I ended up in Timbuktu with my husband and we got in touch with a local tribesman who wasn’t trading anymore but his family was. We spent 35 days’ travelling 1500 kilometres by camel up to the remote, very difficult to get to salt mines and back. We lived with our camels and did everything the tribespeople did. Just three men, 50 camels and me for 35 days. It was a journey I don’t think I’ll ever be able to replicate.
The most astonishing thing about this journey, which was astonishing every minute, was the extraordinary hospitality and care that we were given by people who we had just landed ourselves on. They didn’t want us there particularly and the last thing they wanted was the responsibility of two foreigners, one of whom was a woman, neither Muslim and neither who had the slightest idea what to do with a camel. They were without doubt the most generous spirited and most hospitable people I’ve ever met. When I read about what’s happening in Mali now, it just breaks my heart.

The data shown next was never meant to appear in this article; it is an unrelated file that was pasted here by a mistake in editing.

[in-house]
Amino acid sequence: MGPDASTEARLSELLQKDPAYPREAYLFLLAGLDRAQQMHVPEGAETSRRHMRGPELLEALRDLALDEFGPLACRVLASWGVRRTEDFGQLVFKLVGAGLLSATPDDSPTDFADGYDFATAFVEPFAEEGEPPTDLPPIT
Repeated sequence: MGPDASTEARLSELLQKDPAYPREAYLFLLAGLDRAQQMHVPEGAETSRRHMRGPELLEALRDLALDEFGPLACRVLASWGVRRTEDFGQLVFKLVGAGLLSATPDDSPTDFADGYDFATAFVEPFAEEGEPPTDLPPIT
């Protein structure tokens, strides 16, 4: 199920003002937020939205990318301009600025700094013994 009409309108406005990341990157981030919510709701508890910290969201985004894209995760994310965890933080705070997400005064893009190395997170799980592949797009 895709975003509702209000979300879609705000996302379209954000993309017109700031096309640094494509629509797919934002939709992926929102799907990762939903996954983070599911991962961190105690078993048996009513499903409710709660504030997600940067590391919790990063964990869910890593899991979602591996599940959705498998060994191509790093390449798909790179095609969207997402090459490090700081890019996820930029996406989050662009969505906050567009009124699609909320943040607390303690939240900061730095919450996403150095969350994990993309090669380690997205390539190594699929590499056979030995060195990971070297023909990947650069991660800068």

Your love of wildlife – and now camels – has led you to present programmes including Animal Park at Longleat Safari Park and Wild in Africa, filmed in Tanzania. What is your favourite destination for wildlife spotting?
Africa is obviously right up there on my list and what’s so wonderful about Africa is that it is an extraordinarily diverse continent with a huge range of different habitats, including great marine life, particularly off the coast of southern Africa and Egypt. Africa has huge, vast plains, remarkable migrations and spectacle – seeing those wide open spaces interrupted by an acacia tree and a stalking lion is pretty special. You can go to all sorts of parts of the world and see fantastic wildlife if you know where to look and you give yourself time to find it.
You presented Springwatch for seven years. What was the highlight of presenting this long-running show?